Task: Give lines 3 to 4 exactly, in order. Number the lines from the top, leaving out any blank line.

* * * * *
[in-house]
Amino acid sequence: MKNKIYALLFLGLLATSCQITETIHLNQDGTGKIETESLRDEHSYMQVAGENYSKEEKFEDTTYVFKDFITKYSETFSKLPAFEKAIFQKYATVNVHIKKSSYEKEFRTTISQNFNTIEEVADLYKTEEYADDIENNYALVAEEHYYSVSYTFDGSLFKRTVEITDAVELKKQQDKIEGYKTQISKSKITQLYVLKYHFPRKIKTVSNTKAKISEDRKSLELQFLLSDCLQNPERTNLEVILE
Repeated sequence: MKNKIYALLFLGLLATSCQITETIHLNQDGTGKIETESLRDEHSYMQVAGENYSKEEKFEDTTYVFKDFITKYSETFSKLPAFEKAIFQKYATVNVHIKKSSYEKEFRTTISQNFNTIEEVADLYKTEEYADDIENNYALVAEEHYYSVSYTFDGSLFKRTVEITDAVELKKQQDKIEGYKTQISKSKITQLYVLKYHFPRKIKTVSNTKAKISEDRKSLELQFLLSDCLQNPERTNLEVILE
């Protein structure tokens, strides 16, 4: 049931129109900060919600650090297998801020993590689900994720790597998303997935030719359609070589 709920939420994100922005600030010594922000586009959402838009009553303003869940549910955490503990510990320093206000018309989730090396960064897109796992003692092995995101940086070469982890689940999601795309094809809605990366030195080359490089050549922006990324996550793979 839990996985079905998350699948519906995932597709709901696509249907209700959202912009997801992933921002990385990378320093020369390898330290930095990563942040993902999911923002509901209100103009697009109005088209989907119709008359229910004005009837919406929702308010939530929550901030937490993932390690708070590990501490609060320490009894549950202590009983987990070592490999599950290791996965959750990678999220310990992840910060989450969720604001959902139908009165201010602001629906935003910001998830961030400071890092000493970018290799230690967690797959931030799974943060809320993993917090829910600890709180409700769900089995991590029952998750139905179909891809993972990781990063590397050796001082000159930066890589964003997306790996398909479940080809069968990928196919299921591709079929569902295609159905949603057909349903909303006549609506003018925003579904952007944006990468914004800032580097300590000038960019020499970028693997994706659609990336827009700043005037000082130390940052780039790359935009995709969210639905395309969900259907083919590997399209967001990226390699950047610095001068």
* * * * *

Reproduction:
Repeated sequence: MKNKIYALLFLGLLATSCQITETIHLNQDGTGKIETESLRDEHSYMQVAGENYSKEEKFEDTTYVFKDFITKYSETFSKLPAFEKAIFQKYATVNVHIKKSSYEKEFRTTISQNFNTIEEVADLYKTEEYADDIENNYALVAEEHYYSVSYTFDGSLFKRTVEITDAVELKKQQDKIEGYKTQISKSKITQLYVLKYHFPRKIKTVSNTKAKISEDRKSLELQFLLSDCLQNPERTNLEVILE
């Protein structure tokens, strides 16, 4: 049931129109900060919600650090297998801020993590689900994720790597998303997935030719359609070589 709920939420994100922005600030010594922000586009959402838009009553303003869940549910955490503990510990320093206000018309989730090396960064897109796992003692092995995101940086070469982890689940999601795309094809809605990366030195080359490089050549922006990324996550793979 839990996985079905998350699948519906995932597709709901696509249907209700959202912009997801992933921002990385990378320093020369390898330290930095990563942040993902999911923002509901209100103009697009109005088209989907119709008359229910004005009837919406929702308010939530929550901030937490993932390690708070590990501490609060320490009894549950202590009983987990070592490999599950290791996965959750990678999220310990992840910060989450969720604001959902139908009165201010602001629906935003910001998830961030400071890092000493970018290799230690967690797959931030799974943060809320993993917090829910600890709180409700769900089995991590029952998750139905179909891809993972990781990063590397050796001082000159930066890589964003997306790996398909479940080809069968990928196919299921591709079929569902295609159905949603057909349903909303006549609506003018925003579904952007944006990468914004800032580097300590000038960019020499970028693997994706659609990336827009700043005037000082130390940052780039790359935009995709969210639905395309969900259907083919590997399209967001990226390699950047610095001068």